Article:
Poster: It’s Time to Get Immunized Against Tetanus
It’s Time to Get Immunized Against Tetanus
English (PDF: 240k)
French (PDF: 244k)
English (PDF: 1.5m )
French (PDF: 1.5m )
Tetanus is a disease caused by a toxin (or poison) that blocks normal control of nerve reflexes in the spinal column. The first symptom is usually spasm of the jaw muscles (“lockjaw”) followed by painful spasms of muscles in the face, neck, chest, abdomen, arms and legs. These spasms can last up to a month. Tetanus germs exist as growing bacteria and spores; spores are found most frequently in soil, as well as in dust on the street and in homes. Tetanus spores typically enter the body through an open wound in the skin. Tetanus is not contagious, making it unique among infections. It is a severe disease; even with treatment, the death rate is 10% to 20%.
Since tetanus spores occur everywhere in our environment, vaccination is the only effective means of protection. Following the vaccine series in infancy and early childhood, booster doses every 10 years are recommended to ensure long-term protection against tetanus.
Public Health Agency of Canada. Canadian Immunization Guide. Evergreen edition. http://www.phac-aspc.gc.ca/publicat/cig-gci/index-eng.php (external link)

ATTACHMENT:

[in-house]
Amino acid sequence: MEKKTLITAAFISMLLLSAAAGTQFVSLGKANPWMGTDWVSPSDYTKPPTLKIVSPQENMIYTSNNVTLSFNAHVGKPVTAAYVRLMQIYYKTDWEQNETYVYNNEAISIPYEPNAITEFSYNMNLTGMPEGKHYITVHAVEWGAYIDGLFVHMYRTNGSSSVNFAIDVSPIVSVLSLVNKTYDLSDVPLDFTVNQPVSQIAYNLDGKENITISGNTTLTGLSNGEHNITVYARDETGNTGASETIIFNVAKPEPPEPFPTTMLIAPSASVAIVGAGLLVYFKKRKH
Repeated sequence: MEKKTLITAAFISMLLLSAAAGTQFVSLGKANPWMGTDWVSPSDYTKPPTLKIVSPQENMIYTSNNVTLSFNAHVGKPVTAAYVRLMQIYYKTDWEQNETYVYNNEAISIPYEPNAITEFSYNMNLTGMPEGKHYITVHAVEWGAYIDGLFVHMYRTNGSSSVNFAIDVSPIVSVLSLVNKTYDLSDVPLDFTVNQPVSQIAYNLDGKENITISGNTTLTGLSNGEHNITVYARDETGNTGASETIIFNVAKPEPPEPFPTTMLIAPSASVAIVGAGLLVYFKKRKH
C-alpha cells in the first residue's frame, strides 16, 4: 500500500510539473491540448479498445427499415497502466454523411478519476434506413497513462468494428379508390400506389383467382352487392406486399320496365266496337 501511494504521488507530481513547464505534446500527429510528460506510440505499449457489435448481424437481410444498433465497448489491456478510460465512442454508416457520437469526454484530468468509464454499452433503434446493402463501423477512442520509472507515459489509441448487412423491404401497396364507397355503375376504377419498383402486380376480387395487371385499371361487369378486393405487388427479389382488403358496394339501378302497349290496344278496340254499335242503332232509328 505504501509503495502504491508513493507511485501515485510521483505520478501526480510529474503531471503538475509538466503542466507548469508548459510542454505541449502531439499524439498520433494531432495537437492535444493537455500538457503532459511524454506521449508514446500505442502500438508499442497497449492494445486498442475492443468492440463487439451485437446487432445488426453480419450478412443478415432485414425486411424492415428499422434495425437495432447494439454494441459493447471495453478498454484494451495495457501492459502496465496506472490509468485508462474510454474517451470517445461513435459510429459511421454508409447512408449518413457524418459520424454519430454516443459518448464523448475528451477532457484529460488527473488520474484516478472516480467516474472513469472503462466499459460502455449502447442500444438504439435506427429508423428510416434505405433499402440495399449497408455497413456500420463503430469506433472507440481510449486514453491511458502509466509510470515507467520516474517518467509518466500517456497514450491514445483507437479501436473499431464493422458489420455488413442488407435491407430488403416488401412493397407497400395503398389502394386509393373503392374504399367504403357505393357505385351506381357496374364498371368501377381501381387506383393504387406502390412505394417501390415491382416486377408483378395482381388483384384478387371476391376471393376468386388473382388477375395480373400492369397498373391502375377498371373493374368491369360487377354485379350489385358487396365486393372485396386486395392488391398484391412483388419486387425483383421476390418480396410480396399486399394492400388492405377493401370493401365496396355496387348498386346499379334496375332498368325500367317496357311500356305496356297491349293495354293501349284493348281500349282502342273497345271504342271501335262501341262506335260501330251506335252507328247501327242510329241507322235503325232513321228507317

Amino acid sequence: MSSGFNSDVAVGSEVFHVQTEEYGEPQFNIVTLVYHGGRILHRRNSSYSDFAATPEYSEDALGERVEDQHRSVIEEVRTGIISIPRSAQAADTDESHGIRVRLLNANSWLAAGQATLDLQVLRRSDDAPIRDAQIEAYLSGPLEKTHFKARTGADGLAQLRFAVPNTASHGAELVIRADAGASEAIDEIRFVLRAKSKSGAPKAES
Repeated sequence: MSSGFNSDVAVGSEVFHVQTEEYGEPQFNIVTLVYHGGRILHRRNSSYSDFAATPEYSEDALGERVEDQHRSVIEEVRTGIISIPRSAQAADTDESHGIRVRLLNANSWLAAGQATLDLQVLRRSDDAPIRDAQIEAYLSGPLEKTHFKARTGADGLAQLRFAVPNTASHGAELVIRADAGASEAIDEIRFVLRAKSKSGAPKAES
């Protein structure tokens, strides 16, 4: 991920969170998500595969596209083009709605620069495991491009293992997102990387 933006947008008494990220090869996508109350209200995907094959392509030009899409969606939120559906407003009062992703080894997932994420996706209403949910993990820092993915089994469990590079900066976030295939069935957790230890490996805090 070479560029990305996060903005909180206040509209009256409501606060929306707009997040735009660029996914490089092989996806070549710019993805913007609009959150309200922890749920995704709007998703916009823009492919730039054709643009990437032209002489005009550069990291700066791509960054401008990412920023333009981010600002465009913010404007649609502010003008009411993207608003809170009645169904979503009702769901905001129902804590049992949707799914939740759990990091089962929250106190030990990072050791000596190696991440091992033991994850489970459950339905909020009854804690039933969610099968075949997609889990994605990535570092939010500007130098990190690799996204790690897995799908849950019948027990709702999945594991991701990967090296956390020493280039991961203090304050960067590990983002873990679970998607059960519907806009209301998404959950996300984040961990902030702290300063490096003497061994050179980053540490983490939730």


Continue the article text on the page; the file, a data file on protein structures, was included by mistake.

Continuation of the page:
Canadian Paediatric Society. Tetanus. http://www.caringforkids.cps.ca/handouts/immunization-index (external link)
English (PDF: 208k)
French (PDF: 209k)
Tetanus 1/2-page print ad
English (PDF: 103k)
French (PDF: 103k)
English (PDF: 112k)
French (PDF: 111k)
Tetanus banner ad
English (PDF: 79k)
French (PDF: 79k)
- Early 1900s – Over 5000 cases of tetanus occurred in the United States every year.
- After 1920 – The introduction of horse antiserum neutralized the effect of tetanus toxin and improved the care of wounds, leading to reduced cases and deaths in Canada and other industrialized countries.
- 1940s – The vaccine became available in Canada and the United States. The rate of tetanus among wounded soldiers, for example, was 30 times less in World War II than in World War I. During this decade, routine immunization of infants began in Canada.
- 1980s to present – From 1980 to 2004, the number of cases reported annually ranged from 1 to 10, with an average of 4 per year; no cases of tetanus were reported in newborns in Canada.